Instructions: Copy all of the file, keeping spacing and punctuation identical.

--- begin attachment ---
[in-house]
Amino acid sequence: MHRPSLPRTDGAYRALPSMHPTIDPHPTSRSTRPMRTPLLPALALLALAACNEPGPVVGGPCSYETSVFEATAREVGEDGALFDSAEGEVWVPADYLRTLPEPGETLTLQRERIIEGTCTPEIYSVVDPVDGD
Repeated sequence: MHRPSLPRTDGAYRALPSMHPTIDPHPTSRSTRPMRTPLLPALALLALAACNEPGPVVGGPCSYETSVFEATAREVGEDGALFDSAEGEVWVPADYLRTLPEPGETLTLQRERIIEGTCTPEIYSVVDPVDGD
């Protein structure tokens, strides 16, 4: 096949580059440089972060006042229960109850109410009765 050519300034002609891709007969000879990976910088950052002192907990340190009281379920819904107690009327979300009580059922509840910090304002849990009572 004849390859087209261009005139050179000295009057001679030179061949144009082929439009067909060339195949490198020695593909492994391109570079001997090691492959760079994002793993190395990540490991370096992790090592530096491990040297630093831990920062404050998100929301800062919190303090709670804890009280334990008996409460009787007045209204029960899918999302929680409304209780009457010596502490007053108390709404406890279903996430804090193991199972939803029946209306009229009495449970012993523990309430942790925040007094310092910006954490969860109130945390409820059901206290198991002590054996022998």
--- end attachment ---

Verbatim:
[in-house]
Amino acid sequence: MHRPSLPRTDGAYRALPSMHPTIDPHPTSRSTRPMRTPLLPALALLALAACNEPGPVVGGPCSYETSVFEATAREVGEDGALFDSAEGEVWVPADYLRTLPEPGETLTLQRERIIEGTCTPEIYSVVDPVDGD
Repeated sequence: MHRPSLPRTDGAYRALPSMHPTIDPHPTSRSTRPMRTPLLPALALLALAACNEPGPVVGGPCSYETSVFEATAREVGEDGALFDSAEGEVWVPADYLRTLPEPGETLTLQRERIIEGTCTPEIYSVVDPVDGD
């Protein structure tokens, strides 16, 4: 096949580059440089972060006042229960109850109410009765 050519300034002609891709007969000879990976910088950052002192907990340190009281379920819904107690009327979300009580059922509840910090304002849990009572 004849390859087209261009005139050179000295009057001679030179061949144009082929439009067909060339195949490198020695593909492994391109570079001997090691492959760079994002793993190395990540490991370096992790090592530096491990040297630093831990920062404050998100929301800062919190303090709670804890009280334990008996409460009787007045209204029960899918999302929680409304209780009457010596502490007053108390709404406890279903996430804090193991199972939803029946209306009229009495449970012993523990309430942790925040007094310092910006954490969860109130945390409820059901206290198991002590054996022998």